A new study from officials at the Common App looks at the reporting of standardized test scores by students using their services to apply to colleges and universities.
The Common Application (Common App) is a nonprofit membership organization representing nearly 900 diverse institutions of higher education. Participating member institutions include public and private colleges and universities across all 50 U.S. states, and 20 countries. Each year, more than one million students apply to college, research financial aid and scholarships, and connect to college counseling resources through Common App.
The new study found that many colleges took steps to reduce barriers to applying during the pandemic, most notably in the relaxation of test–score reporting requirements. Because most students were learning remotely and opportunities for sitting for a college entrance examination were limited, 89 percent of Common App member institutions did not require test scores from their applicants during the most recent admissions cycle. Prior to the pandemic, only one third of member institutions did not require the reporting of standardized test scores.
The new study looked at the students who did report their test scores even though in most cases they were not required to do so. Overall, 43 percent of applicants reported a test score in an application this season. The rate fell from 77 percent in 2019–20, before the pandemic. The data found far higher average reporting rates among applicants living in more affluent communities, as defined by median incomes in applicants’ zip codes. Previous studies have shown that test scores rise for applicants who come from families with higher incomes. This is due to many factors including the quality of public schools, the ability to afford test preparation courses, and more educational resources in homes to further students’ education. Since African American households have median incomes that only 60 percent of those of non-Hispanic White households, this places Black test-takers at an extreme disadvantage.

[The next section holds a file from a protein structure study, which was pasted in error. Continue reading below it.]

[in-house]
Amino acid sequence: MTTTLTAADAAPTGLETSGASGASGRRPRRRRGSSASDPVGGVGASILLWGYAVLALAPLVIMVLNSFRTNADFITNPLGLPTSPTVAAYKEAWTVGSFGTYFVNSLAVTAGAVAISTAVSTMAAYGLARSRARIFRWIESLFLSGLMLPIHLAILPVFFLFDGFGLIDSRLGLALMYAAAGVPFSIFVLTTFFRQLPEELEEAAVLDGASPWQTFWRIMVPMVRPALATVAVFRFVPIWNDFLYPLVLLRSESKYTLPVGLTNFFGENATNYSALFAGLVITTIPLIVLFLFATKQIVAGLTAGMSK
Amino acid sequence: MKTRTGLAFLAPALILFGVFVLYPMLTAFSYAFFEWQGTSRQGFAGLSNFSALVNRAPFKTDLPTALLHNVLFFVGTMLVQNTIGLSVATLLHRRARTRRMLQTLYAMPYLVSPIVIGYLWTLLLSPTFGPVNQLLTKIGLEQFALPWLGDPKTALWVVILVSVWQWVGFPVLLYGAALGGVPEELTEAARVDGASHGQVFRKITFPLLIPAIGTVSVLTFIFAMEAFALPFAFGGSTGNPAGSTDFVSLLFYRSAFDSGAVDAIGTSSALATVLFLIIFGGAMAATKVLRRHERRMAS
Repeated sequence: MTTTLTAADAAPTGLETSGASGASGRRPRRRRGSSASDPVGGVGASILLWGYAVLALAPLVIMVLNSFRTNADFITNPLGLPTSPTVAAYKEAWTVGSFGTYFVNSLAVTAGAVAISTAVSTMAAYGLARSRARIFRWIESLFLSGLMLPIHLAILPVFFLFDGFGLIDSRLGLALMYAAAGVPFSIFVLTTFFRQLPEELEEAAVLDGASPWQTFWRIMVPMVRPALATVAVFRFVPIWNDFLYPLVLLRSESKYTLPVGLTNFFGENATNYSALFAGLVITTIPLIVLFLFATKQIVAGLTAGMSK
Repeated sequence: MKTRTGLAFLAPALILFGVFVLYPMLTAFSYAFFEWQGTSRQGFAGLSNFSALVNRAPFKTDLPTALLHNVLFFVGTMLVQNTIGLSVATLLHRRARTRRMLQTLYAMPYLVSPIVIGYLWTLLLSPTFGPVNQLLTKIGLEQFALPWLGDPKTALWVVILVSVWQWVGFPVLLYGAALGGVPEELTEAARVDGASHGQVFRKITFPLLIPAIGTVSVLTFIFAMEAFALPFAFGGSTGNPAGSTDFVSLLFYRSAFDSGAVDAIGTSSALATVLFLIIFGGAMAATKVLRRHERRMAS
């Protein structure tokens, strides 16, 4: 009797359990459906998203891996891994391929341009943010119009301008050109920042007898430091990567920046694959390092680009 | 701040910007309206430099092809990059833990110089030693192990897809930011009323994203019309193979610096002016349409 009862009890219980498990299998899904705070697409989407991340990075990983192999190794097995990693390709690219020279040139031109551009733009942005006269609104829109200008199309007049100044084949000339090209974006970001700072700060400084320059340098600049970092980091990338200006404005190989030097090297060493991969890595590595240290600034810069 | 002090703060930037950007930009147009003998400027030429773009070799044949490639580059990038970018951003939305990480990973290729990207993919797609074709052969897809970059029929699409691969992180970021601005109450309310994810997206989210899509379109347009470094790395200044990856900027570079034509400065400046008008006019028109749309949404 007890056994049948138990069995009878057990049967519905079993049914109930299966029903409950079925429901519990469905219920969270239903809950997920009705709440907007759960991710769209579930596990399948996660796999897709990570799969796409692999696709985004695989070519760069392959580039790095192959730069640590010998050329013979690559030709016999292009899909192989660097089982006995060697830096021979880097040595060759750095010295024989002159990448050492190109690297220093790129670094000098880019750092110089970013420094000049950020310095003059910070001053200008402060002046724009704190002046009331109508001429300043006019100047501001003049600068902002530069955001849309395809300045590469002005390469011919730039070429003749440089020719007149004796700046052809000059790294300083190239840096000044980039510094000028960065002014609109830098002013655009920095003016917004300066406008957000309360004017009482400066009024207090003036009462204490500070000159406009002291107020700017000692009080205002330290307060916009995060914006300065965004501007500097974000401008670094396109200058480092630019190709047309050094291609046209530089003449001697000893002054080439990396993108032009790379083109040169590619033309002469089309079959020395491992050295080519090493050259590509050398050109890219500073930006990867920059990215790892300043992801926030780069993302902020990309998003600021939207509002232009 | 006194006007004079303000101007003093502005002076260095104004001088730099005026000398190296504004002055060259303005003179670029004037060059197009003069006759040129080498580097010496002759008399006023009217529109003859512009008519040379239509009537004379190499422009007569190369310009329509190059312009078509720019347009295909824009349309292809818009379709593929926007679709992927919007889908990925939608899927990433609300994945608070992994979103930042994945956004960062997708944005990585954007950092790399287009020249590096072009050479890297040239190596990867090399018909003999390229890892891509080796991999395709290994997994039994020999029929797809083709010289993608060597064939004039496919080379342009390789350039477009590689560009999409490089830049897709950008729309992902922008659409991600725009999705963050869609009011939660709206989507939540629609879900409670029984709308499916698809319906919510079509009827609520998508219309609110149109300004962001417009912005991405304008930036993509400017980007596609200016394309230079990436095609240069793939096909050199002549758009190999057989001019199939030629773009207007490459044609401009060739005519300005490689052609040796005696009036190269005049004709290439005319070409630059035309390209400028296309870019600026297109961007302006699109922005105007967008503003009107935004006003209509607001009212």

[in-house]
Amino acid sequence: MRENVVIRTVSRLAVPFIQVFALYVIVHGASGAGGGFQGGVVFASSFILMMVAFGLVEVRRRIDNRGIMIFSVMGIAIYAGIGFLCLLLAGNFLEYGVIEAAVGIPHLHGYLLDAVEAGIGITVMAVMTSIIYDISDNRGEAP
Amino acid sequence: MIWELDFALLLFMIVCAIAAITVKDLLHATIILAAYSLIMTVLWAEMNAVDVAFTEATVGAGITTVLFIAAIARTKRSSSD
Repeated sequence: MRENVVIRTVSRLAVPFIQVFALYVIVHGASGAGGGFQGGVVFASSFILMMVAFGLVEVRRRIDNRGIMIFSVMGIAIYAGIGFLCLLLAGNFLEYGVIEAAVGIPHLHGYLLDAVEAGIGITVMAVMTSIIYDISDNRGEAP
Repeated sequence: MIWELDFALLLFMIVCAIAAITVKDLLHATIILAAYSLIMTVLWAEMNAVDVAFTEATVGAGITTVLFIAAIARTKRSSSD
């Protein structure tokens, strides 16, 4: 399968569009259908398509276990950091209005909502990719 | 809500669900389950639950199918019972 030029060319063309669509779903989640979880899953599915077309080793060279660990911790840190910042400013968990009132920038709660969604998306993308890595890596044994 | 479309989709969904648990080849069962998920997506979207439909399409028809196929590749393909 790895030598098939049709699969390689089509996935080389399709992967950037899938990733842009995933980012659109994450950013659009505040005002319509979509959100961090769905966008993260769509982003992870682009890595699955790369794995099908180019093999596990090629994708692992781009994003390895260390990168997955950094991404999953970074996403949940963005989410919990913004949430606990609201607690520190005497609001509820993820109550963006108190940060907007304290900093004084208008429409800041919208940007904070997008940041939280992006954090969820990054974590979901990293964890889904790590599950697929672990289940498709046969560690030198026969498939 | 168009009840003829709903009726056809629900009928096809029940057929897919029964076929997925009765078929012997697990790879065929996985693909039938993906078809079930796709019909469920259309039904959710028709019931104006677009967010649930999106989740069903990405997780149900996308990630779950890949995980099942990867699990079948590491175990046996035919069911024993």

Thus, it comes a no surprise that students from more affluent communities were more likely to report tests scores for the simple reason that in many cases their scores were higher and they thought that showing admission officials that they performed well would enhance their prospects for gaining entrance to their preferred educational institution.
The reports also found that first-generation and underrepresented minority applicants (URM) were less likely to report test scores than non-first-generation and non-URM applicants. Their rates of reporting also declined at sharper rates relative to 2019–20. Only 31 percent of students from underrepresented minority groups reported test scores this past year, compared to 43 percent of all students who used the Common App. Since the average scores of Black students on the SAT and ACT tests have historically been far below those of White test-takers, again it comes as no surprise that optional reporting of test scores was lower for Blacks and students from other underrepresented groups.
The authors of the report conclude that “as colleges and universities consider whether or not they will require test scores in the coming years, they should contemplate the degree to which they perceive the information garnered from test scores as valuable and whether test score requirements are imposing barriers, perhaps disproportionate barriers, upon students who would otherwise seek entry to their academic communities.”